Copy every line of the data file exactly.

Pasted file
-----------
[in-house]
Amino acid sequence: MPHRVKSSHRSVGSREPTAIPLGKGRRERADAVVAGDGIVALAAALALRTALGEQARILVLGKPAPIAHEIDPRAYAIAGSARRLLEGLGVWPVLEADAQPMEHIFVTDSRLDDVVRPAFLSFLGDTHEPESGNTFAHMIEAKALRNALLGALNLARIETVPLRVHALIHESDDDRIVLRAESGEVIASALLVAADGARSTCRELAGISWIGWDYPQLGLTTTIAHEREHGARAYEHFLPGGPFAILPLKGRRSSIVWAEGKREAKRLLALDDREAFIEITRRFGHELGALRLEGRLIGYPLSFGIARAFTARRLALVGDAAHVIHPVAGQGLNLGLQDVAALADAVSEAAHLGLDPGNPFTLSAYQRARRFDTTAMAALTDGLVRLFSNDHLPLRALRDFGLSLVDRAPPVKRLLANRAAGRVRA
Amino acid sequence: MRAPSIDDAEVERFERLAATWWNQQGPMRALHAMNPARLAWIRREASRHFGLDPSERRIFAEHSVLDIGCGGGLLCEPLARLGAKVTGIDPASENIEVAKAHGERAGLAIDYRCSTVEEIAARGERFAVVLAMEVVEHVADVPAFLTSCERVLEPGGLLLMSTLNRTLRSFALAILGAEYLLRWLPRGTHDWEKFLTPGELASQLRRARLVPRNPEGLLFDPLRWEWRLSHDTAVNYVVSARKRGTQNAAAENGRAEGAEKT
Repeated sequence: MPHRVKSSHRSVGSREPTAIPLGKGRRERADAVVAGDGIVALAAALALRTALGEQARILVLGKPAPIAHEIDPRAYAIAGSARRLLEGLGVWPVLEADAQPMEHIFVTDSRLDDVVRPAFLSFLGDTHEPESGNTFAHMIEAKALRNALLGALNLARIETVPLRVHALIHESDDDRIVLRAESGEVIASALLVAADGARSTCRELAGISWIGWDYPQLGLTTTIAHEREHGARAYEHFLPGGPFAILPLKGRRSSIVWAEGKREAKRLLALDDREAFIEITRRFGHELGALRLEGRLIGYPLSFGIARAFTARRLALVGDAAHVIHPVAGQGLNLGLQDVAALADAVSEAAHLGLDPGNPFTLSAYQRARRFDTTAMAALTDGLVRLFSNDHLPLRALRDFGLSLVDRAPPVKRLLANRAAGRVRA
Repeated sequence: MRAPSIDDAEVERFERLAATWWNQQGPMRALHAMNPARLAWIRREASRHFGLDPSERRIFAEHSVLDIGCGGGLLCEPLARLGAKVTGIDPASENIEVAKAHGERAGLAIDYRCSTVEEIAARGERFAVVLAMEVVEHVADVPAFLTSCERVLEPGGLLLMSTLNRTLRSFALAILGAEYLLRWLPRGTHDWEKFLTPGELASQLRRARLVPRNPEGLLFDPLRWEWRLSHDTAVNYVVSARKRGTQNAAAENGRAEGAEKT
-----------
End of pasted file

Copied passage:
[in-house]
Amino acid sequence: MPHRVKSSHRSVGSREPTAIPLGKGRRERADAVVAGDGIVALAAALALRTALGEQARILVLGKPAPIAHEIDPRAYAIAGSARRLLEGLGVWPVLEADAQPMEHIFVTDSRLDDVVRPAFLSFLGDTHEPESGNTFAHMIEAKALRNALLGALNLARIETVPLRVHALIHESDDDRIVLRAESGEVIASALLVAADGARSTCRELAGISWIGWDYPQLGLTTTIAHEREHGARAYEHFLPGGPFAILPLKGRRSSIVWAEGKREAKRLLALDDREAFIEITRRFGHELGALRLEGRLIGYPLSFGIARAFTARRLALVGDAAHVIHPVAGQGLNLGLQDVAALADAVSEAAHLGLDPGNPFTLSAYQRARRFDTTAMAALTDGLVRLFSNDHLPLRALRDFGLSLVDRAPPVKRLLANRAAGRVRA
Amino acid sequence: MRAPSIDDAEVERFERLAATWWNQQGPMRALHAMNPARLAWIRREASRHFGLDPSERRIFAEHSVLDIGCGGGLLCEPLARLGAKVTGIDPASENIEVAKAHGERAGLAIDYRCSTVEEIAARGERFAVVLAMEVVEHVADVPAFLTSCERVLEPGGLLLMSTLNRTLRSFALAILGAEYLLRWLPRGTHDWEKFLTPGELASQLRRARLVPRNPEGLLFDPLRWEWRLSHDTAVNYVVSARKRGTQNAAAENGRAEGAEKT
Repeated sequence: MPHRVKSSHRSVGSREPTAIPLGKGRRERADAVVAGDGIVALAAALALRTALGEQARILVLGKPAPIAHEIDPRAYAIAGSARRLLEGLGVWPVLEADAQPMEHIFVTDSRLDDVVRPAFLSFLGDTHEPESGNTFAHMIEAKALRNALLGALNLARIETVPLRVHALIHESDDDRIVLRAESGEVIASALLVAADGARSTCRELAGISWIGWDYPQLGLTTTIAHEREHGARAYEHFLPGGPFAILPLKGRRSSIVWAEGKREAKRLLALDDREAFIEITRRFGHELGALRLEGRLIGYPLSFGIARAFTARRLALVGDAAHVIHPVAGQGLNLGLQDVAALADAVSEAAHLGLDPGNPFTLSAYQRARRFDTTAMAALTDGLVRLFSNDHLPLRALRDFGLSLVDRAPPVKRLLANRAAGRVRA
Repeated sequence: MRAPSIDDAEVERFERLAATWWNQQGPMRALHAMNPARLAWIRREASRHFGLDPSERRIFAEHSVLDIGCGGGLLCEPLARLGAKVTGIDPASENIEVAKAHGERAGLAIDYRCSTVEEIAARGERFAVVLAMEVVEHVADVPAFLTSCERVLEPGGLLLMSTLNRTLRSFALAILGAEYLLRWLPRGTHDWEKFLTPGELASQLRRARLVPRNPEGLLFDPLRWEWRLSHDTAVNYVVSARKRGTQNAAAENGRAEGAEKT